Dahanu town in Maharashtra’s Palghar district has been hit by some 30 low-intensity earthquakes since November last year, leading to more than 10,000 residents of 40 villages moving out of their homes into tents erected by the district administration and National Disaster Response Force. On Friday, a two-year-old girl died after falling while rushing outdoors with her family during an earthquake. Why are so many tremors hitting this area? Are they foreshocks of a larger disaster that is on the way?
WHEN DID IT START? The first quake hit on November 11, and was followed by others measuring between 2 and 4 on the Richter scale. Walls have cracked and collapsed in Dhundalwadi gram panchayat. The strongest so far has measured 3.9. The National Centre for Seismology (NCS) under the Ministry of Earth Sciences and the CSIR laboratory National Geophysical Research Institute (NGRI), Hyderabad, have set up 5 stations with seismometers in Dahanu and Talasari to identify the source of the earthquakes and understand their cause.
IS IT A SWARM? Data collected so far point to an “earthquake swarm”, a series of many (sometimes thousands) low-intensity earthquakes without a discernible main shock that can occur over weeks in active geothermal areas. A swarm lasting over 3 weeks killed 500 people on or around the Indonesian island of Lombok in July-August 2018.
In India, sequences of low-intensity quakes are common in areas that have been hit previously, like Saurashtra in Gujarat and Koyna in Maharashtra, but they are also seen in areas without a history of seismic activity. Dr Srinagesh D, who heads the Seismological Observatory at NGRI, said swarms are normal in peninsular India. Scientists have found no mining activity to explain the quakes, and have ruled out a small reservoir nearby as the cause. The measuring stations have isolated the epicenter to within 5-10 km of the quake sites, nudging scientists from the Gujarat government’s Institute for Seismological Research (ISR) towards the swarm hypothesis.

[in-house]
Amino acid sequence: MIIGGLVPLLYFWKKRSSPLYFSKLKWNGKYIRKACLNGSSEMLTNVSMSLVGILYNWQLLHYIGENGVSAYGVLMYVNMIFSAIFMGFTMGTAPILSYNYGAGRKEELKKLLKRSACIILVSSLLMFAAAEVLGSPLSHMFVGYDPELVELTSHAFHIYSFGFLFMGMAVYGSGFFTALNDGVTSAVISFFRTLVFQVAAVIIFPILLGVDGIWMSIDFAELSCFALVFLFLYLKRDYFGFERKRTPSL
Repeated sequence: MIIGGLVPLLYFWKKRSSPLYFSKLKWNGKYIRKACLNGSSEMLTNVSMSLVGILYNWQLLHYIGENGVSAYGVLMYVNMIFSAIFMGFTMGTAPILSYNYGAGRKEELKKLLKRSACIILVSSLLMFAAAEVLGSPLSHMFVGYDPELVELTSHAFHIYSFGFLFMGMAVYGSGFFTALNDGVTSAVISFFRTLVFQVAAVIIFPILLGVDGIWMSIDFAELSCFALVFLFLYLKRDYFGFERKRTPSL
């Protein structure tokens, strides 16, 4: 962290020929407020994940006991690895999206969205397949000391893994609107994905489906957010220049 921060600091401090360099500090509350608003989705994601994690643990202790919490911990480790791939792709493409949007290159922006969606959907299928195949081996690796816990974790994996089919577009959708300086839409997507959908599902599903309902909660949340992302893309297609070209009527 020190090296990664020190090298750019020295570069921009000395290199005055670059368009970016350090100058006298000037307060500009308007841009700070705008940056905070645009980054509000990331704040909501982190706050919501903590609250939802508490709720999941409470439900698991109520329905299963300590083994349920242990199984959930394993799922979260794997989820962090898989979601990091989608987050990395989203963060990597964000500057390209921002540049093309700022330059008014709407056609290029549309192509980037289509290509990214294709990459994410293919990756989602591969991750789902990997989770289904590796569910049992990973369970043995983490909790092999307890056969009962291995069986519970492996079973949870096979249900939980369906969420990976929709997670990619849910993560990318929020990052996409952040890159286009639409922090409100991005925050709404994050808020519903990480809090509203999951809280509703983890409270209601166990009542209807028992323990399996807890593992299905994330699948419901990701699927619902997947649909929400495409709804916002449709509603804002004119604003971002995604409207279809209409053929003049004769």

BUT IT’S PROBABLY TOO EARLY. Seismologists are wary of drawing a definite conclusion without more data. They have not ruled out the possibility of either the quakes now subsiding or of a big one coming. NCS Director Dr Vineet Kumar Gahalaut said identifying the quakes as a swarm would suggest there is little threat of a deadlier one hitting in the near future. Dr M Ravi Kumar, ISR Director General, said: “We still don’t know whether the earthquakes are a result of seismic activity, hydro-seismicity due to water percolation post-monsoon, or magmatic activity in the region.” If they continue, “a closer look” would be needed, Dr Kumar said.
MEANWHILE: A study by the Structural Engineering Division of IIT-Bombay’s Civil Engineering Department last year concluded that kachcha homes, about a third of the buildings in areas hit by the quakes, would be especially vulnerable in a large quake. Division Head Prof Ravi Sinha said district authorities must draw up a community disaster management plan, with Standard Operating Procedures so that the large number of industries in the district do not suffer debilitating damage.